Matthew's got the Bishop's finger ...

11 July, 2008

We sometimes think of Matthew Hughes as the spiritual leader of the off-licence world and evidently the Church Times feels the same way.

The Bargain Booze boss was recently quoted (as indeed was OLN) in the leading article of the paper, much to St Matthew's amusement. His comments that the government should tackle demand, not supply, in the fight against binge drinking caught the paper's eye, and he receives some praise for his stance, even if the article didn't quite capture his actual views on the subject.

Responds Hughes: "As a devout atheist - note the deliberate oxymoron - I wasn't actually aware that I'd been painted as an industry turncoat by the church. Still, I suppose that ever since that bearded guy did the old 'water into wine' trick the church has had a bit of a relationship with the demon drink, so they are at least nominally an authoritative source on the subject of booze.

"I'm flattered to be quoted in, and patronised by, such an esteemed church organ, even if the holy ghost-writer did decide to put some words into my mouth at the end of the article. Would that count as speaking in tongues, do you think?"

Banged up, not bailed out

A Liverpool man stranded in Edinburgh hit on a novel way of travelling home for free. Paul Quirk, 33, had been released from jail in the Scottish capital and had no means of reaching his native city. So he walked into an off-licence, stole two bottles of wine and waited to be arrested. The idea was that he would be released with a travel warrant.

Instead, he was sentenced to a further four weeks in custody, according to the local press report.

The story is made mildly more comical by the paper's misspelling of the store in question as "Freshers". Perhaps that would be a good brand name for our friend in Welwyn to use on their student union stores?

Crash course

Picture the scene. You're quietly running a liquor store in southern California when a 1988 Cadillac comes crashing through the front window and ends up halfway through the shop. The driver doesn't run away in panic, or point a gun at you: it's a 74-year-old woman, who attempts to buy a six-pack of Budweiser she takes from the chiller.

"I don't know how she managed to walk," said the store owner - who, incidentally, refused the sale and called the police.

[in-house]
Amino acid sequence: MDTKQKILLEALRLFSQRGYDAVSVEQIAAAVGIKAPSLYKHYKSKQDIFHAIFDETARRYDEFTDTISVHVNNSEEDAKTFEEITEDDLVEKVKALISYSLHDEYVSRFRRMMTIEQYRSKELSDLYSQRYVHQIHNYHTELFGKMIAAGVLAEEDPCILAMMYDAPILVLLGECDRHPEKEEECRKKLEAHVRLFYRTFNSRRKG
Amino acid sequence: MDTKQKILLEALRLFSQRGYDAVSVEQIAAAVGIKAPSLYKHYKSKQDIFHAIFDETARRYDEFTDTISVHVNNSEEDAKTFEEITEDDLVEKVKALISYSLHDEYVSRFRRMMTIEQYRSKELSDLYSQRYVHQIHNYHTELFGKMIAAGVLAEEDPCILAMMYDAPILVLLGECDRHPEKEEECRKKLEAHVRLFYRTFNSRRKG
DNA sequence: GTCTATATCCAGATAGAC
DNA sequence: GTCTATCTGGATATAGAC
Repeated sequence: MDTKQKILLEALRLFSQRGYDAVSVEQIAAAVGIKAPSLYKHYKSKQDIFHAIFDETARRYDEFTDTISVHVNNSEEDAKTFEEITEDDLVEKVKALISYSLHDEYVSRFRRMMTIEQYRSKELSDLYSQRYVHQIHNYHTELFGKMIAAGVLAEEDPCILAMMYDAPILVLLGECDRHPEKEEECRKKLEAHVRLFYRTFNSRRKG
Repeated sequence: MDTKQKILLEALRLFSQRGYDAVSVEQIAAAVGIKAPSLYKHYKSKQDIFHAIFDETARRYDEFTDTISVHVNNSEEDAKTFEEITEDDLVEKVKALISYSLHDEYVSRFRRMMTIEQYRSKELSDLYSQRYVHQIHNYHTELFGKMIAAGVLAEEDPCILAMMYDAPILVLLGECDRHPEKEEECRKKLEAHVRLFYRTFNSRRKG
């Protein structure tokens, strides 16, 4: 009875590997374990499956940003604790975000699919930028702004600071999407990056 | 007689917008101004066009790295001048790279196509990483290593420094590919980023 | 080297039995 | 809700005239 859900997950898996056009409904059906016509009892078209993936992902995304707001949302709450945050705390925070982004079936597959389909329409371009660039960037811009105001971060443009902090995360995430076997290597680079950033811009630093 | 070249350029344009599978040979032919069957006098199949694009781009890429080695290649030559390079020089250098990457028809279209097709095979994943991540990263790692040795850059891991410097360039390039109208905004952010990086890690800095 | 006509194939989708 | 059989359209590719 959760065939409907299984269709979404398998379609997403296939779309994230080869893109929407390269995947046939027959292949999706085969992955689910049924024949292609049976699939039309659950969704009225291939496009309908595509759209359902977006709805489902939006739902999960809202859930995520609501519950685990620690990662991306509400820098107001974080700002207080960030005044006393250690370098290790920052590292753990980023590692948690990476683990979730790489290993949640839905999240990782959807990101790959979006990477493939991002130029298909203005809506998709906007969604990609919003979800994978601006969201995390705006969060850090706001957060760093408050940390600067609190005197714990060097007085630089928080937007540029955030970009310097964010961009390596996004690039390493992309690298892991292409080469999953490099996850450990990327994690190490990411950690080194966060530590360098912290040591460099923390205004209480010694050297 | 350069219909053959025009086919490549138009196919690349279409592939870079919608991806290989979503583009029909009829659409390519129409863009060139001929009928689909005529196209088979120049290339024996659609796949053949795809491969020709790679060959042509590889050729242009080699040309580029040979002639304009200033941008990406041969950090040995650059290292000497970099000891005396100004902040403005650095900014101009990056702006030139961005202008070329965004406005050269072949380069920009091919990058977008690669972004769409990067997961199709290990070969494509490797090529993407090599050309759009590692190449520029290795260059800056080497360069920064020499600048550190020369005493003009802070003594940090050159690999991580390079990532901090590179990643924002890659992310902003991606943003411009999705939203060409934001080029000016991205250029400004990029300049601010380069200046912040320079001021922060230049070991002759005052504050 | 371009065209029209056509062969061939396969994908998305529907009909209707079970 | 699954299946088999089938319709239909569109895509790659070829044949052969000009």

Water into wine

The moral majority are getting all steamed up about off-trade prices, but perhaps they should make a field trip to Australia, where the Dan Murphy chain is selling wine cheaper than water at Aus$2 a bottle. That works out at about 96p.

The major retailers and suppliers are also rejecting any suggestion that warning labels prevent binge drinking. We suppose that if you can buy a case of wine for about the same price as a CD, a little sticker urging you to go easy may well go unnoticed.

Model citizens

Can't afford security guards to look after your shop in the small hours?

Your budget might stretch to a mannequin.

Retail display company Displaysense has recently taken an order from a ­Swindon factory for the supply of three mannequins, which will be dressed in uniform and fitted with MP3 recordings to make it appear they are coughing, whistling and making those other little noises people tend to make when they're alone.

With the cover of night, it is hoped that the shady silhouette of the display mannequins and the sound recordings will prevent people from approaching the site and breaking in.

Displaysense marketing manager Steve Whittle says: "Not only will the site be protected, but the mannequins won't need to take a day off for sickness or require any holidays."

Greener than green


covered in our Wine Report this issue, wine suppliers are doing more and more to help the environment and nature. But no one is doing more than Alan Nordberg of Great Western Wine, pictured here beckoning a rare and endangered species of goose, whose silver egg he is incubating in his own hands. If only more suppliers could take a leaf out of his book. Don't drop it, Alan!

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English wine: a happy harvest for Christmas

All across England and Wales, vineyards are being harvested. Down winding country lanes come armies of welly-wearing conscripts wielding secateurs and buckets, ready to reap the rewards of our vines. Happily they come, their cheeks ruddy with pride. Half an hour later they’re crawling over muddy clods with lacerated hands, drenched in claggy juice and cold sweat, as if ploughing through an endurance race.

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